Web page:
Heaven comes with an epigraph from Louis-Ferdinand Céline's Journey to the End of the Night, which should perhaps make clear to the reader from the start that this is no YA adolescent tale. Yes, the protagonists are young teenagers, but the real themes of the novel are adult. Eyes' life is made miserable by the bullying he faces; he can tell himself that his lazy eye is to blame, but Kawakami confronts him with two explanations that go much further, exploring and considering the very essence of the human condition.
       Kojima embraces her victimhood -- and thinks that Eyes has as well. She almost makes a martyrdom out of it. They could fight back, after all, but choose not to; they fell into a passive, accepting role and do nothing to break out of it. She even finds validation in it: as she tells Eyes: "What matters is that all the pain and all the sadness have meaning". (Sadly, Kojima's philosophy remains a popular one .....) She goes so far to argue that their experience makes them better:
You think about how other people feel. You're so kind. It makes sense. Because we're always in pain, we know exactly what it means to hurt someone else.
       Later, she suggests:
Maybe we are weak, in a way. But that's not a bad thing. If we're weak, our weakness has real meaning. We may be weak, but we get it. We know what's important, and we know what's wrong.
       Her rationalization isn't desperate but rather a worldview she has completely bought into and can find satisfaction in. (At this point, some readers might wonder whether that 'Heaven'-painting isn't really one of an arrow-pierced Saint Sebastian .....) Much as Eyes feels for Kojima, there is always a barrier between them, and no small part of it is that he finds himself unable to go down this same road.
       Eyes is also presented with a different way of seeing things, when he confronts one of Ninomiya's henchmen, the calm and cool Momose who isn't the least apologetic about their treatment of Eyes. His worldview is deeply nihilistic: "Does anything in the world ever happen for a reason ? Pretty sure the answer's no". He doesn't even allow Eyes the lazy-eye excuse for his mistreatment, arguing -- with a shrug -- that it's much simpler (and much more random) than that:
It couldn't be any simpler than that. People do what they can get away with."
     Momose suppressed a yawn.
     "None of it happens for any reason, though. We can do those things, for no reason. We can. We do. And you can't. There's no reason for that, either. That's how it is, at least for now. Six months from now, a year ? Who knows ? Who cares ?"
       Neither Kojima nor Momose's worldview is particularly reässuring to Eyes -- but Kawakami offers him a way out: his eye is to blame. It's too early to tell whether everything will change with the normalizing operation, but from the doctor who radiates optimism to the moving, eye-opening final scene it's implied that the quick-fix will indeed be a comprehensive, life-altering one. The cheerful doctor, for one, is convinced:
     "You're so young. You have your whole life ahead of you. If the surgery's successful, you'll adjust to you new eyes in no time. Before long," he laughed, "you won't even remember what it was like."
     "Think so ?" I asked. "Think I'll really forget ?"
     "I know so," he said. "You won't even remember that you can't remember.
       Eyes, of course, is wondering just how much can be pushed from his mind -- not so much his years of limited vision but rather of the abuse he has endured -- and Kawakami suggests: quite a bit. The operation promises the escapism he's always sought -- and it looks like it will deliver. Kojima, meanwhile, is left behind (well, carried away, out of his life), after the novel's horrific culminating bullying attack; Eyes sighs: "I never had another friend like her. She was the only one", but her fate is left entirely open-ended.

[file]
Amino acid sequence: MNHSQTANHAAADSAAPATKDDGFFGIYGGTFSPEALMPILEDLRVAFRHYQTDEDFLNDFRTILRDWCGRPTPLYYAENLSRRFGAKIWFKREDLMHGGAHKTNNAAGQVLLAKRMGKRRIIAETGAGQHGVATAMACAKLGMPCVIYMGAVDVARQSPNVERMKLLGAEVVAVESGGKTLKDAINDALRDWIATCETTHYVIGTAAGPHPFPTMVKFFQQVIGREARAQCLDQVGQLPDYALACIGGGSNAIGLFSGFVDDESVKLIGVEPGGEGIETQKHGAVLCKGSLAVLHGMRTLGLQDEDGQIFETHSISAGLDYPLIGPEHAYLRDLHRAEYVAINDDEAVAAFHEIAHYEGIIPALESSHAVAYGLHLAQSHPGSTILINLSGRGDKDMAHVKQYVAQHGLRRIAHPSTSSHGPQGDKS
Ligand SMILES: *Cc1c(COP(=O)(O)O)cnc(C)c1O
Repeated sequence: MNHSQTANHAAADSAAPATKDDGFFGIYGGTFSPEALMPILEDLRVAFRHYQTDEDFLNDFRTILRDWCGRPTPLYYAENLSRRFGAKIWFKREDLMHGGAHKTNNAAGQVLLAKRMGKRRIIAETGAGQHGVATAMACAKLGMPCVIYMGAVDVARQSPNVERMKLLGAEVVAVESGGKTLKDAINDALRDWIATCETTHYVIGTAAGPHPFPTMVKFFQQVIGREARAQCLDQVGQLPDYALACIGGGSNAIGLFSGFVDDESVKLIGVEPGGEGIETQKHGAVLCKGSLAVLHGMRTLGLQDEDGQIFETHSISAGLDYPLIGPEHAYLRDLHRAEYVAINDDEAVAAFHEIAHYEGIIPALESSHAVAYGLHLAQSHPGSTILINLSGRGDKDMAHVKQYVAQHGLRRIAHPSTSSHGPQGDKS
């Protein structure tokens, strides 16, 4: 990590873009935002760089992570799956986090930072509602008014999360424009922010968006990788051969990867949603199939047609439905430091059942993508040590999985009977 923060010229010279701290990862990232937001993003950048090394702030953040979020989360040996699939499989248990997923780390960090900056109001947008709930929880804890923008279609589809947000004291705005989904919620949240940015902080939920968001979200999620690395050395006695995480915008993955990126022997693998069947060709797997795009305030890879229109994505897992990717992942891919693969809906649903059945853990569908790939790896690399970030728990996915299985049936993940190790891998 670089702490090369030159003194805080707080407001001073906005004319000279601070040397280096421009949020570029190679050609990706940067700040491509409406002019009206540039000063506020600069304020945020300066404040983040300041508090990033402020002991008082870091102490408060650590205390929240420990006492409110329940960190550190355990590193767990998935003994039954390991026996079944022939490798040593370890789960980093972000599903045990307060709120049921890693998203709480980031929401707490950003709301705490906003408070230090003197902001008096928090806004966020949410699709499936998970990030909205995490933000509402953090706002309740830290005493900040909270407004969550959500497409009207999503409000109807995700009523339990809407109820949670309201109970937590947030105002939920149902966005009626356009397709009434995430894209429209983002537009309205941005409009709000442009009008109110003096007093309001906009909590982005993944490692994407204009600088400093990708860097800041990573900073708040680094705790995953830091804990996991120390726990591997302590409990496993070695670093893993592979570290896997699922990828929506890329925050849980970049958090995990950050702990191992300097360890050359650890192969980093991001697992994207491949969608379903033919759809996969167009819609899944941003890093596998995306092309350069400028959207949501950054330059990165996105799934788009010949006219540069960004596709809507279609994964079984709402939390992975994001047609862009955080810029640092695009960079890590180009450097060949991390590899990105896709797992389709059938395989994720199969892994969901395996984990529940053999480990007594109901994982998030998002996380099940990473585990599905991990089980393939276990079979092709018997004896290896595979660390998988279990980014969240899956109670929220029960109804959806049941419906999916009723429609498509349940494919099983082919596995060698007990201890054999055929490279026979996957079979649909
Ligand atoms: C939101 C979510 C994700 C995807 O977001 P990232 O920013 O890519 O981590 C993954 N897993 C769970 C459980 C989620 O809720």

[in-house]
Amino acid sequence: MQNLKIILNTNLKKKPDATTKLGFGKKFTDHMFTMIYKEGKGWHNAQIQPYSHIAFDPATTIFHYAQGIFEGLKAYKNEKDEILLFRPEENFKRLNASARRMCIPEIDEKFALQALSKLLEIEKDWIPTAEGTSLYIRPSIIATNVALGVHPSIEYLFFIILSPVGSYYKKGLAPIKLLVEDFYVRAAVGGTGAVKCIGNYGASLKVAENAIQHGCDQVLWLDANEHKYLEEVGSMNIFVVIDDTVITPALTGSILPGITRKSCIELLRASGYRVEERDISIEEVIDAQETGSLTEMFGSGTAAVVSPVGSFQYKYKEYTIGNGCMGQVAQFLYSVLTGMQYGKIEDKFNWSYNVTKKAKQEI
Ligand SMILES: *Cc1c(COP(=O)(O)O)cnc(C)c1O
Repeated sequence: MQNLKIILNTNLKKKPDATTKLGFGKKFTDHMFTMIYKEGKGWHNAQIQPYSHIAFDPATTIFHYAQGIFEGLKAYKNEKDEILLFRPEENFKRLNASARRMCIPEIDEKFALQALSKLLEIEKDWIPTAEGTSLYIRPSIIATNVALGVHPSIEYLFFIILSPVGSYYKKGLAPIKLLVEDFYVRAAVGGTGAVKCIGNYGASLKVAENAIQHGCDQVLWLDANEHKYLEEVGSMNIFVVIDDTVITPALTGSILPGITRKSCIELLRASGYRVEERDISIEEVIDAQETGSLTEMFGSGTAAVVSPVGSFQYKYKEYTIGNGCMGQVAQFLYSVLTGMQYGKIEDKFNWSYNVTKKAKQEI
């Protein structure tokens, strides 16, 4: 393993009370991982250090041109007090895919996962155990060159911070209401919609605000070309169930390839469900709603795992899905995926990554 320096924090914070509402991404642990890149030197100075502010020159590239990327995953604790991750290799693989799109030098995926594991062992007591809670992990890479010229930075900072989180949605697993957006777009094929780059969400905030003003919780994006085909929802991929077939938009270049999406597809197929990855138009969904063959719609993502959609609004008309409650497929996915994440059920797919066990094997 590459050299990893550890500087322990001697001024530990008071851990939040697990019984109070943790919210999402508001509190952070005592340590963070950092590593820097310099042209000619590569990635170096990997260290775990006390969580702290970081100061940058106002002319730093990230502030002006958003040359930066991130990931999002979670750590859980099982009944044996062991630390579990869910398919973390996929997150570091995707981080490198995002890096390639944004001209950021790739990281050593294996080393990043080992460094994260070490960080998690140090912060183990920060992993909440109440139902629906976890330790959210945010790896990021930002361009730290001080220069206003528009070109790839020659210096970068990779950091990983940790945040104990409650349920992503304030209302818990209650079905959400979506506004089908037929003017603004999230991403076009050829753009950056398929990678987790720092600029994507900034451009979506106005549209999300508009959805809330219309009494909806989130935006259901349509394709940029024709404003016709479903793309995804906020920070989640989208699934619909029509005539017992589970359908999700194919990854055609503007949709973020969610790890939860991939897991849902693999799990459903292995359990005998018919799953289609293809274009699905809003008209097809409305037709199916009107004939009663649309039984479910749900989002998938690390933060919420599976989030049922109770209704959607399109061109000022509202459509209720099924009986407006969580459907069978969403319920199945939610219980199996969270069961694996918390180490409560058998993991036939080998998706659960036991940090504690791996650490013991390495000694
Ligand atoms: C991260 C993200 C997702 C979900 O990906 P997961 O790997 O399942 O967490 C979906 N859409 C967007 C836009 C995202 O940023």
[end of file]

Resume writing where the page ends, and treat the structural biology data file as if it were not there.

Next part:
Kawakami uses Eyes and Kojima's torment very effectively to build up her story -- even if Eyes' lazy eye is then too easy a fall-back explanation and allows for too simplistic a resolution (hey, he can see clearly ...). Eyes voice is convincing -- though one of the weaknesses of the novel is that the thinking both Kojima and Momose lay out comes across as too adult. Their words might express thoughts adolescents are capable of -- indeed, often indulge in -- but they're rather too crisply and maturely expressed and on point. (Other aspects of the novel also confusingly blur the adult-child line: no one seems to think twice about sending the well-under-18 Eyes off to hospital all on his own -- and an attending doctor has no problem prescribing pain pills with no more than the causal warning about not taking too many ..... Surely in most countries nothing like this would be possible without a ton of parental signatures and oversight.)
       Kawakami tells her story well -- indeed, there's some remarkable writing here, not least in the soaring finale. Parts, and much of the subject matter, can be hard to take, but in its use of bullying as the basis more for philosophical discussion of issues extending far beyond it makes it more bearable. The resolution can seem a bit pat; arguably, the writing is almost too good here, obscuring the fact that Kawakami is taking the really easy way out here -- but perhaps she felt that that's what was necessary, given the dark places and worldviews she led readers down along the way here .....
       Appealingly thought-provoking, Heaven is a very solid novel by a talented writer.

- M.A.Orthofer, 7 June 2021

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Links:

Heaven: Reviews: Kawakami Mieko: Other books by Kawakami Mieko under review: Other books of interest under review:

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About the Author:

       Japanese author Kawakami Mieko (川上未映子) was born in 1976.

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© 2021 the complete review